The tartan fashion police in action: Wives and Daughters

the book:

Wives and Daughters by Mrs Gaskell

(pub between 1864 and 1866)  chapter 5

“… For high days and holidays – by which was understood afternoons and Sundays – Miss Rose persuaded her to order a gay-coloured, flimsy plaid silk, which she assured her was quite the latest fashion in London, and which Molly thought would please her father’s Scotch blood. But when he saw the scrap which she had brought home as a pattern, he cried out that the plaid belonged to no clan in existence, and that Molly ought to have known this by instinct.  It was too late to change it, however, for Miss Rose had promised to cut the dress out as soon as Molly had left her shop.
[Molly needs her new frock to go visiting, and worries ‘that her silk was not a true clan-tartan’ and that it won’t turn up on time. And it doesn’t. Dinner on the first night:]
‘I am afraid they expect me to be very smart’ she kept thinking to herself. ‘If they do, they’ll be disappointed; that’s all. But I wish my plaid silk gown had been ready.’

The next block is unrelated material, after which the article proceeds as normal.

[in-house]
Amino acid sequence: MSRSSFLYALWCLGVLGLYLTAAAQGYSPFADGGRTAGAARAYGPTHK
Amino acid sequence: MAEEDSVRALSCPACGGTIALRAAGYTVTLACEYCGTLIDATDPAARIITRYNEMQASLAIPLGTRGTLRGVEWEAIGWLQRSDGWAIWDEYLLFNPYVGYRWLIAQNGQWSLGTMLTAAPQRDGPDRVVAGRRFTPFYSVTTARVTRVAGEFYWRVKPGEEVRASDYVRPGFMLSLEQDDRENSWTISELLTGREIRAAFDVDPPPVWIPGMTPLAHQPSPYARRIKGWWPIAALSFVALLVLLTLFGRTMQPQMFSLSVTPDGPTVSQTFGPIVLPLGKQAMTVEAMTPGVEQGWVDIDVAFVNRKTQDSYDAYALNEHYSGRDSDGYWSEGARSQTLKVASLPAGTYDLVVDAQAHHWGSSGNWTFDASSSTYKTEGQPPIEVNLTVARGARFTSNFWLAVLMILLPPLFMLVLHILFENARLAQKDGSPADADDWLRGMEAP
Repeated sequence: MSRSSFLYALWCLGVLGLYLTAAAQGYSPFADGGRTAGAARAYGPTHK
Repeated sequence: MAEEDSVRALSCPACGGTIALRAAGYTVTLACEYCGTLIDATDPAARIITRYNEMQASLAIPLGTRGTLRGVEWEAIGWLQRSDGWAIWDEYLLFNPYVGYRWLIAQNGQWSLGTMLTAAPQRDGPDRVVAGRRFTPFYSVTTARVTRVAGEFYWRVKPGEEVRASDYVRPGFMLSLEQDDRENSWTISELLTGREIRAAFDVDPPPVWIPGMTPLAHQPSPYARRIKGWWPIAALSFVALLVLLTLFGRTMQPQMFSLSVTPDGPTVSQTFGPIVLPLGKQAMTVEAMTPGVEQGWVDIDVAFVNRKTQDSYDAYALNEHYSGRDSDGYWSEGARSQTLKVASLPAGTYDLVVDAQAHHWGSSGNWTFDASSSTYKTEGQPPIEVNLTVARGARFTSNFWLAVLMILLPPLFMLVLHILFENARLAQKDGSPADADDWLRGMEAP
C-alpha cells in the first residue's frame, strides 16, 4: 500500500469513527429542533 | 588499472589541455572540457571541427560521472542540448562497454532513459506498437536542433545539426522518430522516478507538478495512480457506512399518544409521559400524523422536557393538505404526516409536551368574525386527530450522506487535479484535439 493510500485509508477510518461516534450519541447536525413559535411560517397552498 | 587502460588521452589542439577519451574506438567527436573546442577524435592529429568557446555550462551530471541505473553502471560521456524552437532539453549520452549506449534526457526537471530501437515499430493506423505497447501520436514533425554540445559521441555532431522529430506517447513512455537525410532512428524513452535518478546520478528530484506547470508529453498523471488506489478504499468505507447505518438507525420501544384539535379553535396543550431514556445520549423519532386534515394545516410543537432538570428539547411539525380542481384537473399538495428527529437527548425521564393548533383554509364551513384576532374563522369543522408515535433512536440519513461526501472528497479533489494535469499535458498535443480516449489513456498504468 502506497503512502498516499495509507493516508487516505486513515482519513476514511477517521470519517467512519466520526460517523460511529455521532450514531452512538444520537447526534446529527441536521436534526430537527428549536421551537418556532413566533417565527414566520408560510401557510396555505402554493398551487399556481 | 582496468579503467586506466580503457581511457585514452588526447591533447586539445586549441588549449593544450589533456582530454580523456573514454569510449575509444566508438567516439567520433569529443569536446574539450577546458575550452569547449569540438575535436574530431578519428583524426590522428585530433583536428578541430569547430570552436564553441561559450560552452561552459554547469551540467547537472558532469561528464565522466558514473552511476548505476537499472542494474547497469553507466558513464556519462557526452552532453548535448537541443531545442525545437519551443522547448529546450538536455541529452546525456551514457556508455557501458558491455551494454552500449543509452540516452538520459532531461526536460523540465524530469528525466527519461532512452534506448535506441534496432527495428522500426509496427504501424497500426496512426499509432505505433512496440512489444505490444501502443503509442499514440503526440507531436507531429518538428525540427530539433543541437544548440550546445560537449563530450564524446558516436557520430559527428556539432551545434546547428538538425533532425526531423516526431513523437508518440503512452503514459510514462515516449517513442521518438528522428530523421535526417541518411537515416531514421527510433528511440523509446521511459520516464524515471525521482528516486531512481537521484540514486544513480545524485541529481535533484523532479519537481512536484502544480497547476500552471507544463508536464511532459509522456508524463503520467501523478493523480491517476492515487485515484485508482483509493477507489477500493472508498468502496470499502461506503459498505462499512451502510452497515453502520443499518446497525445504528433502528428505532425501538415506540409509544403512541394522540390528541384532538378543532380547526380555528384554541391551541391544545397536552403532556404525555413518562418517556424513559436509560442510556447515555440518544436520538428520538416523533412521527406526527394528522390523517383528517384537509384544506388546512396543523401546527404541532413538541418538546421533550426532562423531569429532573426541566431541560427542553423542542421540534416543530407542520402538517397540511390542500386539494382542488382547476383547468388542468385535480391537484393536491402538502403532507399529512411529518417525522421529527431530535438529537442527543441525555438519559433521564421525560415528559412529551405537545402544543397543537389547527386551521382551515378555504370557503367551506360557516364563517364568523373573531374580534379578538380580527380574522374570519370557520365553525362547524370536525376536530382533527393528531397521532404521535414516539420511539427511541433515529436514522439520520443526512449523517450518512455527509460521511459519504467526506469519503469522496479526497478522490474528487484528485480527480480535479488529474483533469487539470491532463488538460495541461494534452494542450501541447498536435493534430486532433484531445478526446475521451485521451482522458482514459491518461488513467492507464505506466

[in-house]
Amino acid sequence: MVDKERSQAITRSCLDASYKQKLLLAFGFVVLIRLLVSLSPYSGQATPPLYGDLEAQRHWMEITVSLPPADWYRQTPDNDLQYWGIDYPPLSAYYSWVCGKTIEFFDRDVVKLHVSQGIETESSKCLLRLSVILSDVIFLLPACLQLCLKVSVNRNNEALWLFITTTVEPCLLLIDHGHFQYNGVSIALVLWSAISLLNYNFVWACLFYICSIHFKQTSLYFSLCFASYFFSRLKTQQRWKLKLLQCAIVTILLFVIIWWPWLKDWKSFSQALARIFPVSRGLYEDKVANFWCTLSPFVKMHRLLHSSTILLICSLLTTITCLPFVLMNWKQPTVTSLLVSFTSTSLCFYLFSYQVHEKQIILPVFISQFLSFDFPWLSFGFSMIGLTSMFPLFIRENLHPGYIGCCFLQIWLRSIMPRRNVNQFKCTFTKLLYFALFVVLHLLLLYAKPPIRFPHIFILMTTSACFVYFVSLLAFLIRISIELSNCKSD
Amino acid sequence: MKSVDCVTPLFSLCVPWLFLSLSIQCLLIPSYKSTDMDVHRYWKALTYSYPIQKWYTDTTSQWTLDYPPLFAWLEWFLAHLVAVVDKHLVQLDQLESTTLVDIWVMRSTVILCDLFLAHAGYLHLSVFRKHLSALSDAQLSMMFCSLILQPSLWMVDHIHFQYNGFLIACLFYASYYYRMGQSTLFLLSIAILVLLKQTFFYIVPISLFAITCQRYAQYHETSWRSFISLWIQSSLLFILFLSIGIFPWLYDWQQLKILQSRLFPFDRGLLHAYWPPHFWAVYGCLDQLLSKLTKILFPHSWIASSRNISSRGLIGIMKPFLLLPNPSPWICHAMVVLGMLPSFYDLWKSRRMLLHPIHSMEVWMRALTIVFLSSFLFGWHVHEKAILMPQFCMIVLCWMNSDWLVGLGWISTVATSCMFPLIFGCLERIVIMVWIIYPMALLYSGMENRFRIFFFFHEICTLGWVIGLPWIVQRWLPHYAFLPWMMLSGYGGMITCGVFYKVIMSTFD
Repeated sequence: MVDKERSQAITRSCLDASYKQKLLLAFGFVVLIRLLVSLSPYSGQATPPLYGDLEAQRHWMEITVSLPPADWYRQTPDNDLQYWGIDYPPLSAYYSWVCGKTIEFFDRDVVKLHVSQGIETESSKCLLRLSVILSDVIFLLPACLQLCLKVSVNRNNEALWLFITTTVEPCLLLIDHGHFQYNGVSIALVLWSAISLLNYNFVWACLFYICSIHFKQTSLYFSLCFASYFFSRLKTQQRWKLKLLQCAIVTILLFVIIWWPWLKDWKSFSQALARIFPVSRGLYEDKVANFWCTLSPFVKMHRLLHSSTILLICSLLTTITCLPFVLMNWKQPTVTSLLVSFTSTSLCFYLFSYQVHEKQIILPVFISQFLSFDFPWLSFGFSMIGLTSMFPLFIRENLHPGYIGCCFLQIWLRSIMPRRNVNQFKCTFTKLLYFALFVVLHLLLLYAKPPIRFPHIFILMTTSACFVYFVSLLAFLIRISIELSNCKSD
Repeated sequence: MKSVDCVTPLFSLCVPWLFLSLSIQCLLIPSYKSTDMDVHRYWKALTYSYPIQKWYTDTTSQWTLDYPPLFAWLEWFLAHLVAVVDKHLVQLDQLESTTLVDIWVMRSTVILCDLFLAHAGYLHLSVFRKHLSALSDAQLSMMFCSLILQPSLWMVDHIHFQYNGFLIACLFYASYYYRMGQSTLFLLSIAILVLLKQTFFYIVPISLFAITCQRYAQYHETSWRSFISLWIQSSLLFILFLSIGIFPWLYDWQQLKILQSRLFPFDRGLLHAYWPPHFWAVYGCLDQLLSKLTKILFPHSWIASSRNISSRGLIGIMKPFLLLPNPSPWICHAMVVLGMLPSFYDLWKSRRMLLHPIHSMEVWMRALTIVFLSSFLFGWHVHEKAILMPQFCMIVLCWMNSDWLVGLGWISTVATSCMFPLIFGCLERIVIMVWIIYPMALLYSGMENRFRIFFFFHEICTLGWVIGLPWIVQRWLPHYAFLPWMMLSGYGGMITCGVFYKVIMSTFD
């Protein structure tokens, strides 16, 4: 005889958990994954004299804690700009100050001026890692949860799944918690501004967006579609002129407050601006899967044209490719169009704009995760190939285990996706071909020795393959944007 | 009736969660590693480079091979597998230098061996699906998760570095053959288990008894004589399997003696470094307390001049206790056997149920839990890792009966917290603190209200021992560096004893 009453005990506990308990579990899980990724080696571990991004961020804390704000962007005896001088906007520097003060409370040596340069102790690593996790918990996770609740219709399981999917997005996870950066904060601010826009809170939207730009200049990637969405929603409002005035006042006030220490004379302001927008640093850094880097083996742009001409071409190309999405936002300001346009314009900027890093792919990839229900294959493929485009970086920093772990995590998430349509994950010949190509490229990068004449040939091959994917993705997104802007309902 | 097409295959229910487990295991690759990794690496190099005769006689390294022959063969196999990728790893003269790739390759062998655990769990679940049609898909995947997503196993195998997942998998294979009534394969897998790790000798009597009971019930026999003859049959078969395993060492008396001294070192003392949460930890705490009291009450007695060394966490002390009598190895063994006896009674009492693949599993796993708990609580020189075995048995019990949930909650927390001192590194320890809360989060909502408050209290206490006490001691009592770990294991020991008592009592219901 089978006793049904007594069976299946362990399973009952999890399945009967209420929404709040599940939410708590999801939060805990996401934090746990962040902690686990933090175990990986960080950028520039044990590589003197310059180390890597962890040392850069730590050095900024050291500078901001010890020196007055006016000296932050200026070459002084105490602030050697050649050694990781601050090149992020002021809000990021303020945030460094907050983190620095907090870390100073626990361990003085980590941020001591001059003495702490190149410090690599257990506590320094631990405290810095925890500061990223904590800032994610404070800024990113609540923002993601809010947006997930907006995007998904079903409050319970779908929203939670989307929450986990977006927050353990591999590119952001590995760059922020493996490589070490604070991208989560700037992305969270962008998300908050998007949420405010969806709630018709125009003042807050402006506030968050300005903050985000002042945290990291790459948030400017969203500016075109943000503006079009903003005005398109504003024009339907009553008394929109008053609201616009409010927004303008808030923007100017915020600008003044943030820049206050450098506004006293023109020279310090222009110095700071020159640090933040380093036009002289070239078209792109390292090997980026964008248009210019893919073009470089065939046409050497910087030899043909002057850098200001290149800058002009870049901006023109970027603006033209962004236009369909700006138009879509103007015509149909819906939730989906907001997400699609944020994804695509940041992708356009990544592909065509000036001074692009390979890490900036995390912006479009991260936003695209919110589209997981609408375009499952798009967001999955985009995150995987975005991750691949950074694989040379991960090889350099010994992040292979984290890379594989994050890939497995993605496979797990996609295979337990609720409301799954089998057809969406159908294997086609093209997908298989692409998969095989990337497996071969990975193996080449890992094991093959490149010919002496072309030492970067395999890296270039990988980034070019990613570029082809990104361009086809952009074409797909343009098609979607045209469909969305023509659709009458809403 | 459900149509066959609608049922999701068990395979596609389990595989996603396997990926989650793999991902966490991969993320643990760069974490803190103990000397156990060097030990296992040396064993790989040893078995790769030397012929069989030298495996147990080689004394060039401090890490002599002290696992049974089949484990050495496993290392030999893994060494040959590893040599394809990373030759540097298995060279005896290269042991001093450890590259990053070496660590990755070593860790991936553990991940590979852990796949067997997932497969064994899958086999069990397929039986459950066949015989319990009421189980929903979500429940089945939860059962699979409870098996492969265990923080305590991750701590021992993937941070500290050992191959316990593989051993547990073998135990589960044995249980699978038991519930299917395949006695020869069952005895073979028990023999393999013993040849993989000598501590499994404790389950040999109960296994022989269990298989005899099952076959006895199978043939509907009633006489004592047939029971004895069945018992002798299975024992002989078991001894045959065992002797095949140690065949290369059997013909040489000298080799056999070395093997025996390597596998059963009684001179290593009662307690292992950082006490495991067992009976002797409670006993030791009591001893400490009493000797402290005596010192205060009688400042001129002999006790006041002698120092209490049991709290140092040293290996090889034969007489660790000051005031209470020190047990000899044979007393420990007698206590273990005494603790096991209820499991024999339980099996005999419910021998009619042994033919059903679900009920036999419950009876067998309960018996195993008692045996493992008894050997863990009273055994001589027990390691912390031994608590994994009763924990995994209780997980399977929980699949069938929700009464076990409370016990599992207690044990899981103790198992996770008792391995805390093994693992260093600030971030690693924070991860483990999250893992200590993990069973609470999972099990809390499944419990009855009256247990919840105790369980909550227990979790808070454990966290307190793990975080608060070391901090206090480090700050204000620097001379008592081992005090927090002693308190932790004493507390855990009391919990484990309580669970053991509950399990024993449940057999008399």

[It finally arrives, described by Mrs Gaskell as ‘the terrible, over-smart plaid gown.’ Later Molly is going to meet her new stepmother.]
Mrs Hamley wanted Molly to make a favourable impression, and she sent for her to come and show herself before she set out.
‘Don’t put on your silk gown – your white muslin will look the nicest my dear.’
‘Not my silk? It is quite new! I had it to come here.’
‘Still, I think your white muslin suits you the best.’ ‘Anything but that horrid plaid silk’ was the thought in Mrs Hamley’s mind; and, thanks to her, Molly set off for the Towers, looking a little quaint, it is true, but thoroughly ladylike, if she was old-fashioned."

the picture:


The tartan theme – however inauthentic – is to mark 25th January as Burns’ Night. Wives and Daughters is one of the finest of 19th Century English novels, much under-rated, and has some very modern ideas in it. How bad is the dress meant to be? Well, Mrs Hamley we might trust, but Dr Gibson (Molly’s father) is shown throughout the book to be a kindly, well-meaning, clever man, a wonderful doctor – but to have very bad judgement. One of the themes of the book is that parents may well not know what is good for their children, and that that is just the way it is. The theme is pursued in a most un-Victorian manner, particularly in the relationship between Cynthia (Molly’s new stepsister) and her mother.  And in fact a tartan/plaid dress, as the child above knows, is a splendid addition to anyone’s wardrobe.